Replace Text or a String in Bash
3 min read

Replacing a String

Replacing a string in Bash can be done in several different ways. The two most common are bash string manipulation as well as sed. Here are some ways you can do that.

The example we want to change is like this:

sentence        =   "This is the first sentence."
old             =   "first"
new             =   "second"
expected        =   "This is the second sentence."

So basically, we want to make this transformation:

"This is the first sentence." => "This is the second sentence."

Using Bash String Manipulation

In this method, you need to sentence to be a variable, like above. You cannot pass only a string. Both echo produces the same successful result.

sentence="This is the first sentence."

# replace first occurance
echo "${sentence/first/second}"     # with normal strings
echo "${sentence/${old}/${new}}"    # with variables

# replace all occurences
echo "${sentence//first/second}"     # with normal strings
echo "${sentence//${old}/${new}}"    # with variables

Using Sed

Using sed is not much unlike above, however, the syntax is a little bit different. And it is way more customizable. I would recommend sed when working with files and the bash string manipulation for variables.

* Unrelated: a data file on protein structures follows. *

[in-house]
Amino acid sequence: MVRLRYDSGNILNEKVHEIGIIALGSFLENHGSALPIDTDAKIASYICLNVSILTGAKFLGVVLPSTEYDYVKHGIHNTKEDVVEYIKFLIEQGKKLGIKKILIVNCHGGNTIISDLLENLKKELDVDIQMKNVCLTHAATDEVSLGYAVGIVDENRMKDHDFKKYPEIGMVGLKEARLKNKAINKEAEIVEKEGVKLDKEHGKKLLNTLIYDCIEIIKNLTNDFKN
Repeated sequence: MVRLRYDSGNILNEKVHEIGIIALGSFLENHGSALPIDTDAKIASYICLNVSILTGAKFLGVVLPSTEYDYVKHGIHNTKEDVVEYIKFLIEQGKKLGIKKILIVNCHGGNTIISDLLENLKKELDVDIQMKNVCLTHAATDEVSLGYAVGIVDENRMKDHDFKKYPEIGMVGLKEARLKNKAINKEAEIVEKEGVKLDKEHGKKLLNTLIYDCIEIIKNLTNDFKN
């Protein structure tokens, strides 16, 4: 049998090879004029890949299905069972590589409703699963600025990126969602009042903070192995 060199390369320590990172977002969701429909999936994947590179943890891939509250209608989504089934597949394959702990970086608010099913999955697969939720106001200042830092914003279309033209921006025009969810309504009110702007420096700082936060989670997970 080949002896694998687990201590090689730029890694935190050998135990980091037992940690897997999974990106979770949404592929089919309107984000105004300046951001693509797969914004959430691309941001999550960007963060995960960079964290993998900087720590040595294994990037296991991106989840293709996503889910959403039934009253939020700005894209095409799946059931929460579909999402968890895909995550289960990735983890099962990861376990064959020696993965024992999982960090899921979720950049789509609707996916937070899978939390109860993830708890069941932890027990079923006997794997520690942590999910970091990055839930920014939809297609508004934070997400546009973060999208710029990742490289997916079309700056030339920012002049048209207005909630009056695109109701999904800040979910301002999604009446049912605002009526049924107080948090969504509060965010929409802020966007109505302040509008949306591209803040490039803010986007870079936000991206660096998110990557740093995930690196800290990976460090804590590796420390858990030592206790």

The -i flag in the command means that we replace the original file.

sentence="This is the first sentence."

# variables
sed 's/first/second/g' <<<"This is the first sentence"
sed "s/${old}/${new}/g" <<<"$sentence"

# file
sed -i 's/first/second/g'  sentence.txt
sed -i "s/${old}/${new}/g" "$sentenceFile"

# alternative way if your strings/variables includes '/'
sed -i "s|${old}|${new}|g" "$sentenceFile"
sed -i "s:${old}:${new}:g" "$sentenceFile"

# replace only first occurance if multiple
sed -i "s/${old}/${new}/" "$sentenceFile"

Notice that we use "" syntax to be able to use variables in commands, while '' only allow for strings.

You can change your separator (/ as standard) if your string includes it. You could use : or | instead. Also, the g stands for global and changes all occurences. If you omit that, only the first word will be replaced.